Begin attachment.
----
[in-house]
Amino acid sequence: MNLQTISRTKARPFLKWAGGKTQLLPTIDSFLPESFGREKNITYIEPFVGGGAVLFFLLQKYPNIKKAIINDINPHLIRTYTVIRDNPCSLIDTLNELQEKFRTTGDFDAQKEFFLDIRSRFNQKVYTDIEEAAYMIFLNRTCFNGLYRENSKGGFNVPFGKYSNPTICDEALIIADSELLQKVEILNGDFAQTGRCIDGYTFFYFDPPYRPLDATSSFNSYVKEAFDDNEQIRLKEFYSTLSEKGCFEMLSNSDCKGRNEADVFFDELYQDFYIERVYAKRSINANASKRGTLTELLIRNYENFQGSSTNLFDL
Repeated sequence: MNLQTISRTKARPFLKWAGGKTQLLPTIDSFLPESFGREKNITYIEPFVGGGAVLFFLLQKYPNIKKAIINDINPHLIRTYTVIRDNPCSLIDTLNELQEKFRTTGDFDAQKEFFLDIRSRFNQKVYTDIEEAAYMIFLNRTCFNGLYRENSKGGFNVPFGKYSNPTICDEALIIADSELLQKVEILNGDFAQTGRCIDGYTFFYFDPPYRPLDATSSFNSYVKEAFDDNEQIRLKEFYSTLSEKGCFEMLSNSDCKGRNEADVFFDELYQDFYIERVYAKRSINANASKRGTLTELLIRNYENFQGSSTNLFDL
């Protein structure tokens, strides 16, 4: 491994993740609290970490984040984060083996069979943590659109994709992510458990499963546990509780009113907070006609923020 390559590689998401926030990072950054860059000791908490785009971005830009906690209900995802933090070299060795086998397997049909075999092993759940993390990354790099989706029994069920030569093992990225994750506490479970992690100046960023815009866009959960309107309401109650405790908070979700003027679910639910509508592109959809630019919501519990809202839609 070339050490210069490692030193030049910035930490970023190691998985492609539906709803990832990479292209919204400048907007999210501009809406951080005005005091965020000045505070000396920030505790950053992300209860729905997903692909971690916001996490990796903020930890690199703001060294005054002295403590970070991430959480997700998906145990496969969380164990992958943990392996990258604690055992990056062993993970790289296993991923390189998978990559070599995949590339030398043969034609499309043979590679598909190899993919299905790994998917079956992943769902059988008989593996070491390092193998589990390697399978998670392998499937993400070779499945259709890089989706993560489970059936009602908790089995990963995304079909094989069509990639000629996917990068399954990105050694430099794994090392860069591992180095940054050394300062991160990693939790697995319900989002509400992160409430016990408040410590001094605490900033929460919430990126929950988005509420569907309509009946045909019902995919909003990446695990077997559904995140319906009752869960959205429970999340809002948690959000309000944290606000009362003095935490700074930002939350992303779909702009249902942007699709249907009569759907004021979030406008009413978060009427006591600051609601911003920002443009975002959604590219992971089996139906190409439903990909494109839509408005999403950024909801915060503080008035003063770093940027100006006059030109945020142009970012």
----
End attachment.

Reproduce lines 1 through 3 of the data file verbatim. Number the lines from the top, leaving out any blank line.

[in-house]
Amino acid sequence: MNLQTISRTKARPFLKWAGGKTQLLPTIDSFLPESFGREKNITYIEPFVGGGAVLFFLLQKYPNIKKAIINDINPHLIRTYTVIRDNPCSLIDTLNELQEKFRTTGDFDAQKEFFLDIRSRFNQKVYTDIEEAAYMIFLNRTCFNGLYRENSKGGFNVPFGKYSNPTICDEALIIADSELLQKVEILNGDFAQTGRCIDGYTFFYFDPPYRPLDATSSFNSYVKEAFDDNEQIRLKEFYSTLSEKGCFEMLSNSDCKGRNEADVFFDELYQDFYIERVYAKRSINANASKRGTLTELLIRNYENFQGSSTNLFDL
Repeated sequence: MNLQTISRTKARPFLKWAGGKTQLLPTIDSFLPESFGREKNITYIEPFVGGGAVLFFLLQKYPNIKKAIINDINPHLIRTYTVIRDNPCSLIDTLNELQEKFRTTGDFDAQKEFFLDIRSRFNQKVYTDIEEAAYMIFLNRTCFNGLYRENSKGGFNVPFGKYSNPTICDEALIIADSELLQKVEILNGDFAQTGRCIDGYTFFYFDPPYRPLDATSSFNSYVKEAFDDNEQIRLKEFYSTLSEKGCFEMLSNSDCKGRNEADVFFDELYQDFYIERVYAKRSINANASKRGTLTELLIRNYENFQGSSTNLFDL